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Compared to a [modern] turbofan/turbojet, why is the throttle response slow in a turboprop?

A constant speed propeller mounted on a piston engine responds much quicker.

Is the underlying reason mechanical (e.g. size of combustion chamber), or electronic (e.g. ITT protection)?

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    $\begingroup$ I'm guessing a lot of it has to do with the addition of the prop, gearbox (if equipped) and connection equipment being a large mass to spool up causes a noticeable lag in command. $\endgroup$ – Ron Beyer Jun 26 '16 at 18:56
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    $\begingroup$ I wonder if there isn't a direct implication of reducing the rotation speed and increasing the torque (compared to a turbofan) on the effort required by the turbine to spool up. $\endgroup$ – mins Jun 26 '16 at 19:33
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    $\begingroup$ Am I missing something? a constant speed, variable pitch propeller driven by a turbine engine is very responsive. More throttle causes an immediate pitch change because it is a very small movement and so it happens now. The engine and prop both are always at 100% rpm; there is no engine or prop spool-up. So all that happens is the blades change pitch and bam, instant thrust. Turbine, shaft, and prop rotate together via gears and splines. There is no clutch, duh, and it's not an an automatic transmission like a car. $\endgroup$ – radarbob Jun 27 '16 at 5:17
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    $\begingroup$ @radarbob, well, most turboprops have free power turbine, which means the core (high-pressure turbine driving the compressor) is independent of the power (low-pressure) turbine driving the propeller. $\endgroup$ – Jan Hudec Jun 27 '16 at 7:41
  • $\begingroup$ Excuse me, where did you get the impression turbofans have faster thrust response than turboprops? Turbofans generally have slower thrust response than turboprops. $\endgroup$ – Jan Hudec Jun 27 '16 at 7:43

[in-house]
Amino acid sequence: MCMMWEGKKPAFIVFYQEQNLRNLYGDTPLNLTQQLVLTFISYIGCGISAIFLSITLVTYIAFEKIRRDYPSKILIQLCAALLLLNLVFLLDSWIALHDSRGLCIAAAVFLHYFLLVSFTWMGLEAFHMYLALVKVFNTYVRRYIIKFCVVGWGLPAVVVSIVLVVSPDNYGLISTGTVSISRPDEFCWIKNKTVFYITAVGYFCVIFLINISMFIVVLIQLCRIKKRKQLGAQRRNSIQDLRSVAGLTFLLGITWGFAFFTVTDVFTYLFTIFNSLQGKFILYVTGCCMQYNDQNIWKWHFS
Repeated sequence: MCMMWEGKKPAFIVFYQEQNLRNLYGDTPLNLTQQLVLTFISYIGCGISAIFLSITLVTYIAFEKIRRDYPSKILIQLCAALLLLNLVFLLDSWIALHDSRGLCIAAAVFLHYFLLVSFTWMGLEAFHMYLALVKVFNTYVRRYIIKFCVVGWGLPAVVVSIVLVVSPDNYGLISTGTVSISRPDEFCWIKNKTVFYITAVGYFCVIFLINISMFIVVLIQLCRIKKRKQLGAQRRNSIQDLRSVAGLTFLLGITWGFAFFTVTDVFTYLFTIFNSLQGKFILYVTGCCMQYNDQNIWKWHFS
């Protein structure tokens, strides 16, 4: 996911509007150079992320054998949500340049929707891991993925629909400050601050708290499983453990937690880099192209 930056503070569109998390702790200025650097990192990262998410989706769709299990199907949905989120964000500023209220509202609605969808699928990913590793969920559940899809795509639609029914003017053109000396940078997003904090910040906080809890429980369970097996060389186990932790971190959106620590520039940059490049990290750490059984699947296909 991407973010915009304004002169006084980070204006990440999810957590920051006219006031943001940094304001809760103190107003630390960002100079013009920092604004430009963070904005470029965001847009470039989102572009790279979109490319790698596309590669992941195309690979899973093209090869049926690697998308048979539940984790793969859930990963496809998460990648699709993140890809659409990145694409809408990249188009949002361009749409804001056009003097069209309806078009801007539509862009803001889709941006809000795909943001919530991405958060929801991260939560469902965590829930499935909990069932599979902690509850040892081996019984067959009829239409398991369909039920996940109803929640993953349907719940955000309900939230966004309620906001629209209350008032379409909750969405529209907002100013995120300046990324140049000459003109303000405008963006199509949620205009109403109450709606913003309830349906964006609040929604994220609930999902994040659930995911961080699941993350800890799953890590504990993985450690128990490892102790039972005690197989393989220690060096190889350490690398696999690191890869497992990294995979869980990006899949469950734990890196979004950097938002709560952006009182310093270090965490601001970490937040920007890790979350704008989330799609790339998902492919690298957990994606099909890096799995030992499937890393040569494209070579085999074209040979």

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Turboprop engines typically have a core which includes a compressor and turbine that rotate as a unit (although an engine might have more than one such "spool"). The gas generated by the core drives a "power" turbine which, via a gearbox, drives the propeller, which by the way has a non-trivial rotating mass. The core and power sections rotate independently of each other. So, upon a commanded power increase, the core will first spin up, throwing more gas at the power turbine which will then speed up. The delay is therefore due to the rotating mass of the propeller and the fact that it rotates independently of the engine core.

For what it's worth: turboprop engines are just a specific application of a turboshaft engine - where the energy of the gas produced by the core is captured through a power turbine to drive a shaft, which could be used to power anything - propeller, helicopter rotor, electric generator, etc.

I should add that there are exceptions to the above, like the Garrett TPE331 which have only a single shaft.

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  • $\begingroup$ Are you talking about free-turbine? $\endgroup$ – mins Jun 26 '16 at 22:25
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    $\begingroup$ @ymb1 As I described, a turboprop typically contains more than one turbine, each on its own shaft. One turbine is part of the core, responsible for driving the compressor, and another turbine on its own shaft (not mechanically connected to the core turbine) drives the propeller. $\endgroup$ – Anthony X Jun 26 '16 at 22:59
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    $\begingroup$ The TPE-331 series are geared. That is, you can trace a physical touch-point between each component from the tip of the spinner to the rear bearing seal (practically speaking). They spool up much faster than their PT6 free-turbine counterparts, so much so that pilots consider them to have "power on demand." There is very little lag (almost none) with TPE series turboprops. The prop governor response is virtually instant, or should be, unless there is a problem with the various governor interconnects. $\endgroup$ – acpilot Jun 27 '16 at 1:04
  • $\begingroup$ Turboprops are used with constant speed propellers. So the power turbine does not need to spin up, only the core. And while the core and power turbine are not connected mechanically in most engines, the pressure conditions still mean the core spins faster at the same power setting if you keep the power turbine spinning faster via fine prop pitch. $\endgroup$ – Jan Hudec Jun 27 '16 at 7:47
  • $\begingroup$ @JanHudec Do turboprops use FADEC? Don'tthey have the same problem of surging if the throttle increases too quickly $\endgroup$ – TomMcW Jun 27 '16 at 22:28
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This is a feature of turbine engines, due to the need of the gas core to 'spool up' ie increase speed before the power levels increase. It used to be a serious problem in turbine aircraft; newer engines are much better and have much faster response times to power inputs from the flight crew.

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